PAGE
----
7 because it was in the script and unless they are all part of this giant welsh conspiracy i think we can say thats the only reason
and its probably due to poor research on the part of the film makers.. because again they werent making a documentary
8 well once the unit BECAME welsh that was the song.. so its not that much of a greivance really
9 again because he was paid to say what was written in the script, that is how movies generally work. and again unless he is part of this hidden welsh agenda to undermine the poor warwickshires i am pretty sure thats about it there too
10 no not at all, because out side of maybe you, no one cared.Cy Enfield is an american, so he doesnt care about the internal politics of england.. especially when the internal politics of the US got him banned and exiled. and while Baker might be Welsh i dont see that he made an anti england movie or tried to push any agenda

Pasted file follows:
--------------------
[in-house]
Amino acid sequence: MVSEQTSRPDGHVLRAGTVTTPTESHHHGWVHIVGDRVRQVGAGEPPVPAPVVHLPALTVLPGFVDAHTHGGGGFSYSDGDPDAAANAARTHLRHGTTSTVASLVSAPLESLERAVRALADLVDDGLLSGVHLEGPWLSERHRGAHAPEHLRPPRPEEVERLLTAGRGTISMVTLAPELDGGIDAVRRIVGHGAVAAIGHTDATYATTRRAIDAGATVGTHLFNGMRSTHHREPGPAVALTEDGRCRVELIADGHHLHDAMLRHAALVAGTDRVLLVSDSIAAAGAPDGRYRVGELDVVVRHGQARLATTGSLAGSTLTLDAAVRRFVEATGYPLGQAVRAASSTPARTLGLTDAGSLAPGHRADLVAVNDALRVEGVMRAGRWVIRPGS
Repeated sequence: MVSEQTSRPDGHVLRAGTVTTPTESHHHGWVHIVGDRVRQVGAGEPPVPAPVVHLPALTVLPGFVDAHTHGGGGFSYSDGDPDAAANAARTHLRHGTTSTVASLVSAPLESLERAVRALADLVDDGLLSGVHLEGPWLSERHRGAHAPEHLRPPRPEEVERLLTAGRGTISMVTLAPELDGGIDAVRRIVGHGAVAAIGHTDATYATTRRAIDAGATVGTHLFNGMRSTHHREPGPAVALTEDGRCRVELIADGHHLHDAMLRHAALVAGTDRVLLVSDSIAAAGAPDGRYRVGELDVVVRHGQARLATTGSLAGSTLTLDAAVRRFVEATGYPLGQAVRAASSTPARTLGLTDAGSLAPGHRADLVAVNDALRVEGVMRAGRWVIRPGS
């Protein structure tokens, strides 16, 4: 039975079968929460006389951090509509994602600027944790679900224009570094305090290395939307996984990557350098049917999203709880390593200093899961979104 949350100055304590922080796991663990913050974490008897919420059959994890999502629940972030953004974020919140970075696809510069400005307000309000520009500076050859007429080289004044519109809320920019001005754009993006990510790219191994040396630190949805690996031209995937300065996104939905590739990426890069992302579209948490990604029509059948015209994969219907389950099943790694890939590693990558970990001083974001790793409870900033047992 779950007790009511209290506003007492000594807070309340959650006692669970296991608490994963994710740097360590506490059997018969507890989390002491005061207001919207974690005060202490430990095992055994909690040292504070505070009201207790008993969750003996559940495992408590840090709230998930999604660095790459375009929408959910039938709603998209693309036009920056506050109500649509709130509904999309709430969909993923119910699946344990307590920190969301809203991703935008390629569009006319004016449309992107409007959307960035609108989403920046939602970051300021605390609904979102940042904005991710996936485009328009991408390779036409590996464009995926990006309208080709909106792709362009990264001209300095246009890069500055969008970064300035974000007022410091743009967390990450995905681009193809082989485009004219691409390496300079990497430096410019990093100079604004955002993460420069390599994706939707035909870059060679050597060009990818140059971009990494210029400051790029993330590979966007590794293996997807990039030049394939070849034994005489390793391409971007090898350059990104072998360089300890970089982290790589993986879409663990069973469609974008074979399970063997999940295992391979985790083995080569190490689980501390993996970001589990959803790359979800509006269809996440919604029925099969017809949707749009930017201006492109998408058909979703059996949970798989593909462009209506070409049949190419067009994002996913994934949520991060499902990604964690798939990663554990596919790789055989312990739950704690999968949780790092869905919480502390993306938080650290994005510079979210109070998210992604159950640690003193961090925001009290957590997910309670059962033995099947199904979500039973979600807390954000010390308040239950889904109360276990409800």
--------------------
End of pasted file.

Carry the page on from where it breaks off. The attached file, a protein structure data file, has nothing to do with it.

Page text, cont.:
WHY? why not? but why get all bent out of shape about it? there is not conspiracy here.
The only thing you can really say about this movie in so far as messages go is a the basic socialist message that the man with brains can do a better job than the man with privilege. Thats about all i got out of it, that and dont mess with those limeys!
Back to top Go down
MadDrDevo

avatar

Posts : 41
Join date : 2012-03-22
Age : 42
Location : Ft Lauderdale Fl

PostSubject: Re: The Welsh Soldiers and others at Rorke's Drift 1879   Wed Jun 13, 2012 10:16 pm

bill cainan wrote:
Martin


Your constant defence of the Warwickshire link is admirable, if somewhat tiresome. You really need to develop a greater understanding of the traditions and heritage of the British Army to understand how todays Regiments can trace their lineage back over the centuries, inheriting distinguished military traditions from their predecessors. It is a constantly evolving process.